Even though these comments sound very hurtful, I personally think that they reflect the fact that body weight in Taiwanese and Chinese culture is not as tied to issues of self-worth and perception by others as it in America. You are chubby, you are skinny, you lose weight, you gain weight, etc. — people might as well be talking about your haircut. There is not the same kind of value judgment placed on different body types as there is in America. A slender figure is still held up as the aesthetic standard, but chubbiness does not automatically connote laziness, sloppiness, lack of control, or any of the other prejudices plumper Americans have to deal with. There is a good chance that all the tour guide meant was literally just, “they might not fit into these seats, maybe there is a more comfortable place we can find for them.”

I think this attitude might change in the next few years, as weight loss clinics and diet aids began to proliferate in Taiwan. [Feb. 2011 ETA: I take back what I said… Taiwanese culture definitely links body size with personality traits.] Don’t get me wrong… I’m not saying that young women here don’t fret as much about their bodies as their counterparts in America, and in fact I’ve noticed that the people who discuss weight the most casually are either men or people who are in their late 30s and above.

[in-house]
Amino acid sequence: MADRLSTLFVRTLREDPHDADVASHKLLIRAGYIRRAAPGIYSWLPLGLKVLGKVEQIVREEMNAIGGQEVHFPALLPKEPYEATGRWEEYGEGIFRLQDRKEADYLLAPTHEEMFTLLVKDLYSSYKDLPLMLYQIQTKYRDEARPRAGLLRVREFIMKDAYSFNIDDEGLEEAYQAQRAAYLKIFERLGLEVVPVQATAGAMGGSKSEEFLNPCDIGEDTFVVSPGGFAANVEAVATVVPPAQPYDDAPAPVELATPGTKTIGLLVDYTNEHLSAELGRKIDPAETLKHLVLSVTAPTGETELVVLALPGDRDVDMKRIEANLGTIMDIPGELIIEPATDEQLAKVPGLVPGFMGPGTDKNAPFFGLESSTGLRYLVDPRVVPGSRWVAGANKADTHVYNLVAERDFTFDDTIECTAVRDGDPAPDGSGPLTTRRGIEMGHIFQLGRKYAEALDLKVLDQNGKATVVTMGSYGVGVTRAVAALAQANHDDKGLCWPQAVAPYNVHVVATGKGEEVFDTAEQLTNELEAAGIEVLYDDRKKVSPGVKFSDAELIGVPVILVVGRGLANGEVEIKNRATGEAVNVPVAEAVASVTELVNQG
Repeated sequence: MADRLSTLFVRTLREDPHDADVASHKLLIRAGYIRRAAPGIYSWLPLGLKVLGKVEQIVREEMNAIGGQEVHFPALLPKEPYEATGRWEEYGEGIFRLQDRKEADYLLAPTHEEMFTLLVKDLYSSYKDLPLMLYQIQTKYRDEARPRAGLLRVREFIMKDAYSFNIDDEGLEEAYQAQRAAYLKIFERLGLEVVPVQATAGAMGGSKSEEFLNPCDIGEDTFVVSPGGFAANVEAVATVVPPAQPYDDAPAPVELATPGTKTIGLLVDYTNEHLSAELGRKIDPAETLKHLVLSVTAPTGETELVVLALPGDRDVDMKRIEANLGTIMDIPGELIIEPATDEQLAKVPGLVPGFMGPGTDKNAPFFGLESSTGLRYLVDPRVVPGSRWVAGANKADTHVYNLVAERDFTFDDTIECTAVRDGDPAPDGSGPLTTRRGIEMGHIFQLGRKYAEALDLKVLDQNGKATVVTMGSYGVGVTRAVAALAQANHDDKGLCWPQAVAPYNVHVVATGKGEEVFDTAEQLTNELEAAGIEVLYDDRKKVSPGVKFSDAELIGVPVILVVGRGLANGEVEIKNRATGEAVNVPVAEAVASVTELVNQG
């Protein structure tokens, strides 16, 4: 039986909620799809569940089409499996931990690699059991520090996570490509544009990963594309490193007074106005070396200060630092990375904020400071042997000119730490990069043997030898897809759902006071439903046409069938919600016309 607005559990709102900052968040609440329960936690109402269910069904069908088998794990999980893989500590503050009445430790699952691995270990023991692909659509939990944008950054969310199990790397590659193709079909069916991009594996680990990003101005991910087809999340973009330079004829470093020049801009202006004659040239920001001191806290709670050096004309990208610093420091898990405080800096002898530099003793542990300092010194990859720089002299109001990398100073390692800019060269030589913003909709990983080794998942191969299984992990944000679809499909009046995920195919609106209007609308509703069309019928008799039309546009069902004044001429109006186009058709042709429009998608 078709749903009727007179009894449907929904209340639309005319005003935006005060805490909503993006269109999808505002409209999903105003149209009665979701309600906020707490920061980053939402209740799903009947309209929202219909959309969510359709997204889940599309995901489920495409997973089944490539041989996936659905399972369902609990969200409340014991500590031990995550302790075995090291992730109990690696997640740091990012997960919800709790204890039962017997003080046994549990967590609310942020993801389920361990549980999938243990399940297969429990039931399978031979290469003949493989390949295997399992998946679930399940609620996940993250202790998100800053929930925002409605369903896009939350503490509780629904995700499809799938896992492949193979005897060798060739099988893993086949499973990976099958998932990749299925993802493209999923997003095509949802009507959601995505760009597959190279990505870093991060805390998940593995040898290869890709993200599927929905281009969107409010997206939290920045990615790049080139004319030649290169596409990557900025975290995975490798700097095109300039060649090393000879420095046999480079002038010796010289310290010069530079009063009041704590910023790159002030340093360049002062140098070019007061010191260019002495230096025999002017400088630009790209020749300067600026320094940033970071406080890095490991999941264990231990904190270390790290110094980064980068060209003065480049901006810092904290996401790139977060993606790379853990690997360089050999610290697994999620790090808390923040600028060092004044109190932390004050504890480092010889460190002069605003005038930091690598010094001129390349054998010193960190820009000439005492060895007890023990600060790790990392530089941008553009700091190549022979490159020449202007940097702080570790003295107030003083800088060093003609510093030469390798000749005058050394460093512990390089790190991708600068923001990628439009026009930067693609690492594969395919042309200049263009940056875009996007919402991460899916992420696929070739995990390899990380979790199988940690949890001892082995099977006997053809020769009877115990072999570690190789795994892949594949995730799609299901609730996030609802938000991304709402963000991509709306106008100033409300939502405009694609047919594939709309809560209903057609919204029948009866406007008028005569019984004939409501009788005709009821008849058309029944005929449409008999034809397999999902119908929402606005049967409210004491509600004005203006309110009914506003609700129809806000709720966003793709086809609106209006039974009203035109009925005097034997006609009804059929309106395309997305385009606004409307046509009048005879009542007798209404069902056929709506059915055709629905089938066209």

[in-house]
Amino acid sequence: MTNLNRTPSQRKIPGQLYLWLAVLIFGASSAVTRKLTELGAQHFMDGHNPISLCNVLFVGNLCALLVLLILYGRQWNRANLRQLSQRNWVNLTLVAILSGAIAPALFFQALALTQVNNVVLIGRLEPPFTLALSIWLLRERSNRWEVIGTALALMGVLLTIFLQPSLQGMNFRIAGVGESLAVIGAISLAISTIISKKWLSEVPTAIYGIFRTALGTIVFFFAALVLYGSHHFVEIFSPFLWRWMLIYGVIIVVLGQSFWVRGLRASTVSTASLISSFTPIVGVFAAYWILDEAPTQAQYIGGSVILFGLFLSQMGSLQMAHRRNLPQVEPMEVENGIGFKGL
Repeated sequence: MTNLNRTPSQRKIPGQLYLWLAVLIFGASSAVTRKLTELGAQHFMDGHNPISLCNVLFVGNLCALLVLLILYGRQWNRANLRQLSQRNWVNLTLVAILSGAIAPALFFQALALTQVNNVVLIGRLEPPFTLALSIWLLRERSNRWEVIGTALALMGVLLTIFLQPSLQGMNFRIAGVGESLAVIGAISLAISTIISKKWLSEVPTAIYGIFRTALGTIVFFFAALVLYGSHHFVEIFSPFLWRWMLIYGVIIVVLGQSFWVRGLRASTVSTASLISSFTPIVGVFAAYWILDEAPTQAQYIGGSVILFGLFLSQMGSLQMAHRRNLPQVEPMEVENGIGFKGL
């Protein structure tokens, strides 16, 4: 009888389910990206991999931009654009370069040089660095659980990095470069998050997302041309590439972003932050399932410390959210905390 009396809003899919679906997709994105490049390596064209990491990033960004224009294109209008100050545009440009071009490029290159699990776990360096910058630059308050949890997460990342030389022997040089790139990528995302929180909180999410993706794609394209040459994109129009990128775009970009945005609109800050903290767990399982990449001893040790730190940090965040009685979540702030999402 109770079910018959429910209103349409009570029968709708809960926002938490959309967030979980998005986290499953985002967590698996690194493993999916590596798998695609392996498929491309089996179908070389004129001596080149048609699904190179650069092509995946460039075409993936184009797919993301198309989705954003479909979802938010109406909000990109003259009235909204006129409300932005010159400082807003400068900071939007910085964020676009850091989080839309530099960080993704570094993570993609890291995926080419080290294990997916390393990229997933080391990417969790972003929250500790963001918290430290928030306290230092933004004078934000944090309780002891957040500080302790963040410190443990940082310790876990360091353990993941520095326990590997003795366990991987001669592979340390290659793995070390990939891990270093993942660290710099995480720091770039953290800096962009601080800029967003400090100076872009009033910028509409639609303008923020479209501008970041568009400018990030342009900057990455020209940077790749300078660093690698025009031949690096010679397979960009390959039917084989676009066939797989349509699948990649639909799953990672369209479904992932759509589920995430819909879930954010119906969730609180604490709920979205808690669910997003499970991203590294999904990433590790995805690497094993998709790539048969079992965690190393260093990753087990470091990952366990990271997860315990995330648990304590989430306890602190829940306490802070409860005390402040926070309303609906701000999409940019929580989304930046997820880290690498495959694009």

Another cultural difference in terms of beauty standards is the emphasis on paleness. You can buy skin whitening fluid in 7-Elevens here! And I’ve never seen a single tanning salon or self-tanner for sale. Because I am rather pale, I have heard the sentence “oh, you’re skin is so white!” since I was a little girl. When I was little, those comments were directed to my parents: “your daughter’s skin is so white.”

Since there isn’t the emphasis on paleness in the U.S. as there is here in Taiwan (and, indeed, much of Asia), I was often a bit confused. Sometimes I wondered if people commented on my paleness to my parents because they couldn’t find anything else good to say about me. I mean, I never thought my paleness was a good thing, except for during my semi-Goth phase in high school when my brother compared me to a corpse and I was flattered.

But after moving here, I realized that they meant it as a genuine compliment. There is actually a Chinese saying that goes “white obscures three uglies.” Fantastic! There is also another saying that goes “tall obscures three uglies” that applies to guys. Ron is more than six feet tall. So I guess that must mean Ron and I are an outrageously gorgeous couple, eh? Ha! Well, isn’t that just the cherry on top of the low-fat sundae? Please send all modeling inquiries to the comments box below.

I wouldn’t exactly describe myself as skinny (I’m a human retort to the stereotype that Asian women are uniformly dainty and petite), but being smaller opens up a whole new world of intriguing one-size-fits-all (or one-size-fits-small, rather) night market fashions for me to scope out. On the other hand, I’d rather not lose too much weight. Aside from the potential negative consequences to my health, it also means that I’ll have to get a buttload (ha!) of alterations made on my wedding gown in the limited time I have back in California before we actually get hitched. And I won’t be able to use my favorite retort (courtesy of Homer Simpson) any more: “Kiss my curvy yellow butt!”